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Prevalence of bullying in schools

From having to intentionally exclude someone from a group to physically harming another party, bullying is far from unusual in schools. According to Children’s Society, about 1 in 5 primary school students have reported to be a victim of bullying (Children’s Society, 2007). Some local studies, found a 30% to 50% rate of bullying in schools locally (The Straits Times, 2003; The Straits Times, 2008). From time to time, we observe news about cases of bullying in various institutions and it is not difficult to imagine having many more cases that goes unreported.

Bullying cases are becoming more complex, taking place in online spaces and can involve unsettled disagreements (Chan, 2021). There are concerns about unreported bullying and continued suffering of the victims (Chan, 2021).

As parents, it can be worrying to think about the possible threats of bullying in your child’s school. In this article, we will be covering why bullying occurs and ways that you can support your child through such situations.

Why does bullying occur?

Sometimes, we may find it difficult to understand why some individuals decided to cause hurt to another individual. Children are affected by their social context which includes peers, school and family (Jung, 2018).

It is suggested that socio-economic status, proportion of ethnic groups are factors affecting the student’s bullying in school. The decision to bully may be due to teens wanting control or power (Shetgiri, 2013). Some may be seeking attention, power and affection in their lives and may not understand the emotions of the person that they are bullying (Bullying Free, n.d.). Others may come from problematic homes where the bully has learnt similar behaviours from their caregivers (Tippett, 2014).

Also, it was found that individuals who were previously bullied are more likely to bully others (Jung, 2018). They are attempting to get back a sense of power and control (Gordon, 2020). Students from this group also tended to have poorer mental health than those who are purely bullies or victims (Cheung & Lee, 2021).

How can I tell if my child is being bullied?

It is certainly worrying to find out that your child is being bullied. But here are some signs that can help to recognise if you child is being bullied. This may manifest in the form of losing interest in school, being affected academically, withdrawal from family and school activities, physical injuries which are questionable (Children’s Society, 2015). Your child may report feeling exhausted or have sleeping difficulties (Children’s Society, 2015).

Do note that these signs are not confirmatory, and it is still best to have a conversation with your child about this.

How can I support my child in managing bullying?

Studies found that strong parental support along with support from friends and empathy training in schools can help to effectively combat bullying in schools (Cheung & Lee, 2021). Another important factor is having a secure parent-child relationship. Those with secure parental-child relationships are found to be better at conflict management and ability to seek help from parents at the early stages of distress, which helps to prevent them from being bullied (Chew, 2020).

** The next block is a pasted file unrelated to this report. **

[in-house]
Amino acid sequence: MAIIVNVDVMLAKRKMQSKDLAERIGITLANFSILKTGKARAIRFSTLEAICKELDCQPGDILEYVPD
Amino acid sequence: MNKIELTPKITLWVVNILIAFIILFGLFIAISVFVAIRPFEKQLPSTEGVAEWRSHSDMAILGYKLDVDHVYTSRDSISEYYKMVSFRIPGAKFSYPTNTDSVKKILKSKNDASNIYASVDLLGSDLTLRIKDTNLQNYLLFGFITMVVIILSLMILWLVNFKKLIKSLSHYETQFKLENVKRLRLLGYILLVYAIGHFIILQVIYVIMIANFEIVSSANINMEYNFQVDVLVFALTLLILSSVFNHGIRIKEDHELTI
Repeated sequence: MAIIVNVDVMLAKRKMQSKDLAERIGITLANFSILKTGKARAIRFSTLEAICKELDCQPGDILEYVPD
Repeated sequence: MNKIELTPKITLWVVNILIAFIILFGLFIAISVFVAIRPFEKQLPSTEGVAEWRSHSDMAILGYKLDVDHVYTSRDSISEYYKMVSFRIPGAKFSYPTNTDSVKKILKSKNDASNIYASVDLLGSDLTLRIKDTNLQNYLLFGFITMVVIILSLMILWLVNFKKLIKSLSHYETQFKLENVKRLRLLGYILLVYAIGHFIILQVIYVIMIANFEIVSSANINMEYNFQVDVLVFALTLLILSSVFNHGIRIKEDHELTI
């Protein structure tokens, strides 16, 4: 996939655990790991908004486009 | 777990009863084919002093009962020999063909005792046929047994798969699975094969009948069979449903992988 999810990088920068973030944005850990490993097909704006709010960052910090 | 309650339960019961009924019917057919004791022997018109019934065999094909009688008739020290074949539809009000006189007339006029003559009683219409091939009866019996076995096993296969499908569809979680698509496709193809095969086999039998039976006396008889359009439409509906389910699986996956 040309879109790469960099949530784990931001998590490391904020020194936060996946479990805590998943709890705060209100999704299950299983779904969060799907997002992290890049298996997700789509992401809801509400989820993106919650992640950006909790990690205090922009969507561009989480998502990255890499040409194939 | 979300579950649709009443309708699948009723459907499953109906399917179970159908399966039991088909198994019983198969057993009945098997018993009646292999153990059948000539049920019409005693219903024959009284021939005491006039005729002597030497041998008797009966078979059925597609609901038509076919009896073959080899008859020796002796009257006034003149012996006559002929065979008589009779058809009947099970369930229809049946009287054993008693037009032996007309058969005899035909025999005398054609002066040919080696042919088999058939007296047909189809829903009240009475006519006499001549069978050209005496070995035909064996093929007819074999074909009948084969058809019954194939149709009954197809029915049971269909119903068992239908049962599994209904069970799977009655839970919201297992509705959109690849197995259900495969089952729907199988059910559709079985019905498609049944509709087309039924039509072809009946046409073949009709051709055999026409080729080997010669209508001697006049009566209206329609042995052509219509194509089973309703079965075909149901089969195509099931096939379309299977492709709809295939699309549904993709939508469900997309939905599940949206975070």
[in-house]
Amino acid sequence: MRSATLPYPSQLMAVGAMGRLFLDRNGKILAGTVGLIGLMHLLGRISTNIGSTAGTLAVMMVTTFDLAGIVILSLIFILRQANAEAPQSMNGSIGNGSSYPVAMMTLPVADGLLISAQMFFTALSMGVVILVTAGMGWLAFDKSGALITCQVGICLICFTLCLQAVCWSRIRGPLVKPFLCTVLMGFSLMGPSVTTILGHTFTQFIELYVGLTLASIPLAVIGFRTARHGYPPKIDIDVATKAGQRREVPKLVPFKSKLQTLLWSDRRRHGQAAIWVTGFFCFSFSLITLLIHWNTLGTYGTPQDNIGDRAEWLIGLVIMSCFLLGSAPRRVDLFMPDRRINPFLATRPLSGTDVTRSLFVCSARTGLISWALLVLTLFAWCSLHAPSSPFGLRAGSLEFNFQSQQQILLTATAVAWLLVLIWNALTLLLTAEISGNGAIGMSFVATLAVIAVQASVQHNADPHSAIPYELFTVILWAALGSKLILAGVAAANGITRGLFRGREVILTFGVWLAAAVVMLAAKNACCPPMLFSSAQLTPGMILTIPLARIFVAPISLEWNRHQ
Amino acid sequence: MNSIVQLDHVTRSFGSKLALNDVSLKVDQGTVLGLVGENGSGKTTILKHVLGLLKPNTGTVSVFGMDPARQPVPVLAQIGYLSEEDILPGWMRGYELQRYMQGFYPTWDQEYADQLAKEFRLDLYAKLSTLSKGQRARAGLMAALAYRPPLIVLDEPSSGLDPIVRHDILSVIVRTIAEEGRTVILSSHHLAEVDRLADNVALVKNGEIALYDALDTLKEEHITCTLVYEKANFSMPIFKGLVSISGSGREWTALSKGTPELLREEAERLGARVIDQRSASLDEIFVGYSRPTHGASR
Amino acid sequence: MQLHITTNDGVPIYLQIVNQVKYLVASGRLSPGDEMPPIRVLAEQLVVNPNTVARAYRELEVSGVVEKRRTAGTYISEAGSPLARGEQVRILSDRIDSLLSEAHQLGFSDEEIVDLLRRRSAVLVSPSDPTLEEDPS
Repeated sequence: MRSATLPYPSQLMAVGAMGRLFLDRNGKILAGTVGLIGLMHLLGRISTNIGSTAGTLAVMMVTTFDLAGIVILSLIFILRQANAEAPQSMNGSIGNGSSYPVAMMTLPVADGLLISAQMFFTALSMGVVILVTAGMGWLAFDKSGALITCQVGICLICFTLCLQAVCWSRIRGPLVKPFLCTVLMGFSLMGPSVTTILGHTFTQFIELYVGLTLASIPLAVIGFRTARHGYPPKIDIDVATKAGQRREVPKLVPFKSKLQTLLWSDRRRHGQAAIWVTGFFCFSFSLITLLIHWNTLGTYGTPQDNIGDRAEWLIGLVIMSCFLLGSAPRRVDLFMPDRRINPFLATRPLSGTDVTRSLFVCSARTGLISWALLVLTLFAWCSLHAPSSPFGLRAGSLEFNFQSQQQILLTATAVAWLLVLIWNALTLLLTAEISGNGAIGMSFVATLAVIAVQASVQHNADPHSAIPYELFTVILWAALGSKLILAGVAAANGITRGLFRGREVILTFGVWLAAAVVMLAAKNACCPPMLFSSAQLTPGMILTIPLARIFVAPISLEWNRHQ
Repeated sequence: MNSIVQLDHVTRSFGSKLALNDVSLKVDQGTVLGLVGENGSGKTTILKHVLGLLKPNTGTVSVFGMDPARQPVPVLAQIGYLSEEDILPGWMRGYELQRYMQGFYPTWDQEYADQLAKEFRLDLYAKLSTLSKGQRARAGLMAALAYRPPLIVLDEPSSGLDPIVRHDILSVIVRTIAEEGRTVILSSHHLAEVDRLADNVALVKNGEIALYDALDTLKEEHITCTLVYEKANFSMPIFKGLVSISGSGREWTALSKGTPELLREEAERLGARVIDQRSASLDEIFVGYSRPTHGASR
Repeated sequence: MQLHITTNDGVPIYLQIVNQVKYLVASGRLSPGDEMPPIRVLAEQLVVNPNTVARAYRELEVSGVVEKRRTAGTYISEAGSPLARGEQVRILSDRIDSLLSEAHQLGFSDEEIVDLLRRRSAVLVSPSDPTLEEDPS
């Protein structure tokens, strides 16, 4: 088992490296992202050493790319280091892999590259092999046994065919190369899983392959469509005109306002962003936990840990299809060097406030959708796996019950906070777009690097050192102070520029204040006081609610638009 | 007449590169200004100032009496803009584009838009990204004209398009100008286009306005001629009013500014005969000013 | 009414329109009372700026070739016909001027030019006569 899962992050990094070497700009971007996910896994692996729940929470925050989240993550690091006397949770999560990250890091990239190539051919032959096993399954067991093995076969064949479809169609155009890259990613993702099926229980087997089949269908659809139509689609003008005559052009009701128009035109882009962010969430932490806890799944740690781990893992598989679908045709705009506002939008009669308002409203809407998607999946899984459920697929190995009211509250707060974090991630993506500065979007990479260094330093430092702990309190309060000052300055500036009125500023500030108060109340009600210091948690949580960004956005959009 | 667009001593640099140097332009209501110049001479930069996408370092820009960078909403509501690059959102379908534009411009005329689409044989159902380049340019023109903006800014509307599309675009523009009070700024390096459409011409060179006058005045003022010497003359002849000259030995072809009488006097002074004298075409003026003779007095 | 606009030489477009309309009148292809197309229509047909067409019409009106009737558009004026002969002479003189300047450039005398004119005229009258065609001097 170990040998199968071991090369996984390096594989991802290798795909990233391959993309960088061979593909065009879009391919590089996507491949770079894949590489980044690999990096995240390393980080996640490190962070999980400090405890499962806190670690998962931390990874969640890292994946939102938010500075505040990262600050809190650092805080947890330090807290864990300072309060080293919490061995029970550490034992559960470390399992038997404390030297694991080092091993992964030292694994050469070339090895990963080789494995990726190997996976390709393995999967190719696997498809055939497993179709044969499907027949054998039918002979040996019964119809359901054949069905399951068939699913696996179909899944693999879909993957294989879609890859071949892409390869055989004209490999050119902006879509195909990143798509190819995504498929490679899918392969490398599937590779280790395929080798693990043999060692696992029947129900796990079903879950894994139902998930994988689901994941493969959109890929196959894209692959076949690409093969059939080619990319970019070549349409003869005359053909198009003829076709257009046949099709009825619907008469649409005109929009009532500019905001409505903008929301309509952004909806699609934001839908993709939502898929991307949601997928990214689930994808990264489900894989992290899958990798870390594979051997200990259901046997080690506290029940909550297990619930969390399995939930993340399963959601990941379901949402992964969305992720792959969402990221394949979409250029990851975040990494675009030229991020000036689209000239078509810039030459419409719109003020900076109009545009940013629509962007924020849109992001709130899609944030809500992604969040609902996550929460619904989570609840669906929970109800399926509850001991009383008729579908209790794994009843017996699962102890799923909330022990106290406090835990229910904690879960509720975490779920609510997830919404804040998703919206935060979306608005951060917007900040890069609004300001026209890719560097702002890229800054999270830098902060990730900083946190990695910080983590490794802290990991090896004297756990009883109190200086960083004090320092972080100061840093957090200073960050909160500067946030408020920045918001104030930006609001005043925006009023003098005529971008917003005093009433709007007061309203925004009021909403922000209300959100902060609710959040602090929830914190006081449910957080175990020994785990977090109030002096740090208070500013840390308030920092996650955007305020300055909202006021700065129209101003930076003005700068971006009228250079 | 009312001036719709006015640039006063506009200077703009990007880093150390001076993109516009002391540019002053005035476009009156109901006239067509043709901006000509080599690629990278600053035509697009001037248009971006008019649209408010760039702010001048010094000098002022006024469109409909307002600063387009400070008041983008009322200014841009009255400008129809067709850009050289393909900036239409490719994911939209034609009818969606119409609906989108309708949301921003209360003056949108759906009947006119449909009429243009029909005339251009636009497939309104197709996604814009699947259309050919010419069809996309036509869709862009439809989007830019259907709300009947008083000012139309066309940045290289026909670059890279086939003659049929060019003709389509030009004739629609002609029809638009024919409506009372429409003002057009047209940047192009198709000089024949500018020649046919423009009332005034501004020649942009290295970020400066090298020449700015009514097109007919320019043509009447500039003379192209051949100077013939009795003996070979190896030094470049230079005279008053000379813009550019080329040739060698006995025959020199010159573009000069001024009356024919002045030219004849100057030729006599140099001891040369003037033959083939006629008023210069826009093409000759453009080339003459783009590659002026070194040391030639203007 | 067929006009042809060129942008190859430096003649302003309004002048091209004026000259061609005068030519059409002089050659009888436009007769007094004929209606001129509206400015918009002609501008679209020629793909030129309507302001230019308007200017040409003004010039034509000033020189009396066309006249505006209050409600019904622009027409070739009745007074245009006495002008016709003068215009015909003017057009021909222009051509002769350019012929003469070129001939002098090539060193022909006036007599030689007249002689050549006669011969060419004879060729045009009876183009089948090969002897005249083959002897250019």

Another study found that parent-child communication, academic encouragement and interacting your child’s friends are associated with lower probability of bullying (Shetgiri et al., 2021). In order to support your child, you can spend more time with him or her and be receptive to their emotional requirements. Providing a safe space to confide in a trusted adult also helps (Cheung & Lee, 2021).

You can help by encouraging your child to talk about what is happening in school. Actively listen to your child and remain non-judgemental (Children’s Society, 2015).  To allow your child to feel safe in their sharing, allow your child time and space to share about their encounters (Children’s Society, 2015). You can then take the necessary follow-up actions following your child’s sharing.

My child is using social media, what if he/she is at risk of cyberbullying?

According to a CNA survey in 2018, 3 in 4 young people have been victims of cyberbullying locally (CNA, 2018.) However, most of those who were surveyed had not informed their caregivers, due to fears that parents would restrict their usage of phones (CNA, 2018). The internet and social media have become integral to our lives, and this is similar in children too.  More children are now using the internet frequently to communicate with their peers and express themselves online. However, as internet usage becomes more prevalent, cyberbullying has also become an international public health issue among the young. Cyberbullying is found to be associated with increased depressive emotions, anxiety, feelings of isolation, suicidal behaviour and other physical symptoms (such as headaches and stomachaches)  (Nixon, 2014).

Beyond social media, online gaming was found to bring about risks to children as well. For instance, when a player is not performing well in a game, this may lead to negative remarks given to the player which may turn into bullying and even social exclusion from other players (Stop Bullying, 2021). Especially when games allows players to be anonymous, this makes it difficult for the players to be held accountable when they bully others (Stop Bullying, 2021).

To stay safe while using technology, guide your child with the following tips (Help Guide, 2020):

  1. Not to respond to messages or posts about your child
  2. Save the evidence of cyberbullying and report them to a trusted adult
  3. Block communication with the cyberbullies
  4. Not to share their personal information online
  5. Remain polite online as they would in person
  6. Avoid sending angry or negative messages

With guidance, this can help your child to better navigate within the internet and mitigate negative impacts from cyberbullying.

 

What if my child is a bully?